Many years ago, Diane Schabath posted a question on LinkedIN, asking for icebreaker suggestions to use at a company-wide meeting. “The challenge,” she said, is that it needs to be something that people complete as they arrive; we want people to mix and meet each other but not wait until all 90 team members arrive. Folks wrote in with tons of suggestions. Here are some highlights:
Distribute a blank puzzle piece to every participant. Have them decorate their piece however they wish, perhaps including their name, interests, illustrations, etc. Have them explain the meaning of their design to a few fellow participants. Then assemble the puzzle into a colorful mosaic that they can all enjoy and explore over the course of the training session. You could also distribute a piece before the session and have them bring it with them. The possibilities are endless. For instance, you might ask them to write or illustrate a learning they hope to gain. It’s also a great debrief at the end of the session — to review what they hoped to learn and see if those expectations were met.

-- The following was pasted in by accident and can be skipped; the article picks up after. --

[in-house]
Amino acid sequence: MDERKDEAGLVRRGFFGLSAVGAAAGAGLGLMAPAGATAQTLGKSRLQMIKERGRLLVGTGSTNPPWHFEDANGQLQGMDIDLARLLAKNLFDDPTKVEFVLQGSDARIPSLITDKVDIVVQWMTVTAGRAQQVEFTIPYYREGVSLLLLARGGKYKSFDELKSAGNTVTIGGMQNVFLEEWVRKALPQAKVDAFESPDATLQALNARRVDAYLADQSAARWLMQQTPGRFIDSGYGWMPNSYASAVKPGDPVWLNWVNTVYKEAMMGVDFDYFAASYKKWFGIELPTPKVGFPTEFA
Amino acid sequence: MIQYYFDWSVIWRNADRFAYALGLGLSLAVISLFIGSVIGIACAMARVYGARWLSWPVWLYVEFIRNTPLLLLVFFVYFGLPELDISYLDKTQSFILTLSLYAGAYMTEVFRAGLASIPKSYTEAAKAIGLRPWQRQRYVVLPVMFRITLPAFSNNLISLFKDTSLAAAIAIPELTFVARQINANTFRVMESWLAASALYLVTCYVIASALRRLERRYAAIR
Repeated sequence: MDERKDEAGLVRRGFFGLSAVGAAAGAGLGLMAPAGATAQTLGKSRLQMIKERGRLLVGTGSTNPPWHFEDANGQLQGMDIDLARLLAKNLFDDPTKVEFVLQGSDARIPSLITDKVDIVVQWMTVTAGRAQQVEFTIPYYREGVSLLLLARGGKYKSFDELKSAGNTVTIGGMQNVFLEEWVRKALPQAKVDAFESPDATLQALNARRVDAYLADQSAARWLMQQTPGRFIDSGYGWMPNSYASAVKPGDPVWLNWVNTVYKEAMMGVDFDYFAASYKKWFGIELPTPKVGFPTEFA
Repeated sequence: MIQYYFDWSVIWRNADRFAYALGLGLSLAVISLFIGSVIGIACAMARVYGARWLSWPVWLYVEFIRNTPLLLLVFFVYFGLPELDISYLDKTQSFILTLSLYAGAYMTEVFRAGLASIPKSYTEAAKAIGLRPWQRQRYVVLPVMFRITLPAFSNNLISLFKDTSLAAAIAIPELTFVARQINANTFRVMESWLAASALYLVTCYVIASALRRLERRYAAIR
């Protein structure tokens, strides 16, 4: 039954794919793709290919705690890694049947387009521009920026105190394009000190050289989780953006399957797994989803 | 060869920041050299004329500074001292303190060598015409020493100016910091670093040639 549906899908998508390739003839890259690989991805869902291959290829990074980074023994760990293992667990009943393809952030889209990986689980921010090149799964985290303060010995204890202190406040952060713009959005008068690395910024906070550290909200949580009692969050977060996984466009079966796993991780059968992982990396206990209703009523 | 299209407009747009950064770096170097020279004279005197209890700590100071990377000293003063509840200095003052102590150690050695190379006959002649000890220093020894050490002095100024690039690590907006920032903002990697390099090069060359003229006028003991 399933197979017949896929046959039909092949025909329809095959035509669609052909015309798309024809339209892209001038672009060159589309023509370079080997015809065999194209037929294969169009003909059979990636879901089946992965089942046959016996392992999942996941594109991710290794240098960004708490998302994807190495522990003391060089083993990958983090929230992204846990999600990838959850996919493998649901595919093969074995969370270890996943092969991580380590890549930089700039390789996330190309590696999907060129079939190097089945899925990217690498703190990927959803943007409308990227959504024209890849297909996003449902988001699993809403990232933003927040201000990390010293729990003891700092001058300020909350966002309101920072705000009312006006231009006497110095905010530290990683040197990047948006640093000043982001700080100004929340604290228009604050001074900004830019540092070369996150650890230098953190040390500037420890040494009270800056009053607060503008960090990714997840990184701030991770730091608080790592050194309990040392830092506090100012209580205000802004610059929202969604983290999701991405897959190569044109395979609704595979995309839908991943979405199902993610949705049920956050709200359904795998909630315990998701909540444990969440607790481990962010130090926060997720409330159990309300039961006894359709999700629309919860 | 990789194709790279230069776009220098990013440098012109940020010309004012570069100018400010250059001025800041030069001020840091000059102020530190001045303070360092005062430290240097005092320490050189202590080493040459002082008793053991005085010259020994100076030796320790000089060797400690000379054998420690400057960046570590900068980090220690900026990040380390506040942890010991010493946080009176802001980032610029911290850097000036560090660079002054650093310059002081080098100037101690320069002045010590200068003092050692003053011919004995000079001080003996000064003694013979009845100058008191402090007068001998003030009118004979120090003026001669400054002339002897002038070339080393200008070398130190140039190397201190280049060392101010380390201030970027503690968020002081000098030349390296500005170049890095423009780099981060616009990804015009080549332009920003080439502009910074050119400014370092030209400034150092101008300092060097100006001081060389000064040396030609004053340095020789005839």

Since there would be about 90 participants, buy a few jigsaw puzzle packs with not more than 10 pieces each. Let’s assume, you will have 9 packs in hand with 90 pieces altogether. Mix them all. Put individual pieces in small envelopes with simple instructions to find other individuals in the group, and complete the picture. This will help you overcome all your limitations you currently face, and also kick in some fin and excitement without making it too complicated. ~ Prabhaker N Thakur
Have people’s name tags set out. Again, depending on the group they may be blank or they may have the name on. I have instructions nearby asking them to take their name tag and using coloured pens, if they wish, to then draw three symbols representing who they are. The symbols can be generic or related to the topic. I offer suggestions and leave it completely open. The instruction sheet then asks them to find two or three people who they do not know and share their stories about the symbols. I find it can be a good way to mix and to start work on the reason they are present at the training event. Some people relish the creative aspect, others do it quickly and move on, it allows for variety and involvement from the beginning. ~ Chris Harkess
Have a 100 small items and or postcards or ask participants to bring something. They will need to choose something that relates or means something to them.